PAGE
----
New Data Confronts Canada’s Belonging Narrative

(Photo: Bill Lockington)

New Data Confronts Canada’s Belonging Narrative

Community Foundations of Canada to make belonging a major focus of its work for next 3 years

Based on the findings of a report about belonging in Canada, the national network of Canada’s 191 community foundations, Community Foundations of Canada (CFC), has stated it will make  belonging  a major focus of its work for the next three years.

The report, called Vital Signs, challenges how connected people feel to their communities and Canada.

Vital Signs reports are released today by both CFC and 26 community foundations across the country. The reports are intended to build and share local knowledge so communities are better prepared to mobilize around what matters most to them.

Axiom News’ Michelle Strutzenberger spoke with Ian Bird, president of Community Foundations of Canada, on the reports’ findings as well as the place of data in building community.

This is an edited and condensed version of their conversation.

AN: We understand that each Vital Signs check-up focuses on significant social and economic trends. What can you tell us about how the focus of this year’s Vital Signs emerged?

 
  Ian Bird

Ian: We’re often looking for the narrative thread, what are we observing, not just in the rollup of Vital Signs at the local level year over year but also in some of the actions that community foundations and our communities are engaged in or the conversations that are underway.

This was really brought to bear in a few different ways.

One was that our colleagues in Vancouver took a deep dive to understand what was present in their community. When they did that — mostly through dialogue, but also some Appreciative Inquiry — they came away with something they didn’t expect; they discovered that what most was present for people was a desire for connection and engagement. In some cases, there was an absence of it, and so a desire; in others, just an appreciation for what was there. So we learned from there.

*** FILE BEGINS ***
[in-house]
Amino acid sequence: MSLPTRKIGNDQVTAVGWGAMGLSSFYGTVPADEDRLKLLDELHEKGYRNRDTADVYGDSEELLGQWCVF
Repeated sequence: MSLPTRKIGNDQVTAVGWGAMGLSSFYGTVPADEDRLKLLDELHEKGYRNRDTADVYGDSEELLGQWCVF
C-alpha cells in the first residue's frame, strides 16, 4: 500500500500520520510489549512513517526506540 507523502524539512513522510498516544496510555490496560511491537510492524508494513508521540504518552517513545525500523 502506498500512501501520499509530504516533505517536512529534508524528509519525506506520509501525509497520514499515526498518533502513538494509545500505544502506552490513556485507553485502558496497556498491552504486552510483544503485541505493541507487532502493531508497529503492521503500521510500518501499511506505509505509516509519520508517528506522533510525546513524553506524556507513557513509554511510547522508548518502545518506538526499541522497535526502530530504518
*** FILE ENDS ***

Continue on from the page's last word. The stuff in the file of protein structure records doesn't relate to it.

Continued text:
We also had colleagues in Kitchener-Waterloo who, in a different way, arrived at a similar outlook.

Then we’ve been involved quite extensively in the process of the Truth and Reconciliation Commission and we were trying to better understand a way into reconciliation as an important goal for many communities now — and yet it’s a terrain we’re not very used to working on.

So when we thought about it, we realized there’s this thread line of belonging and the prospects for belonging but also the challenges and then the benefits that derive from that sense of connection to each other and knowing that by sending welcoming signals to each other, we can give ourselves a chance to really build community together.

AN: What energizes you about what you’re seeing coming out of this year’s Vital Signs?

Ian: We’re drawn to a few things. For instance, we have findings about the effects of mobility and migration on belonging; and then, of course, we’re seeing this global dynamic of migration playing out and the potential in that for Canada to be very much engaged.

 

A representation of Canada’s philanthropic community committing to ensuring that positive action  on reconciliation will continue earlier this year.  (Photo: James Parker)

 

Or we see the interdependencies between an experience of belonging and what that will mean for reconciliation between and amongst indigenous and non-indigenous people.

There has been very good work of late, including John Ralston Saul’s most recent book, The Comeback, or the writings of Sheila Watt-Cloutier that remind us of a time when we did belong to one another, aboriginal and non-aboriginal, and depended on each other.

So reconciliation in some ways is a requirement for our most recent times, not from the original moments of connection between Aboriginal Peoples and Canadians.

We’ve also discovered how belonging is such a two-way street. It is not just the signal that a community needs to send to promote inclusion or acceptance, and we’ve seen the importance of that. Policy debates centre around that; the work of community foundations is often about sending those signals; certainly the non-profits and charities that we collaborate with are almost always in some ways sending out those signals.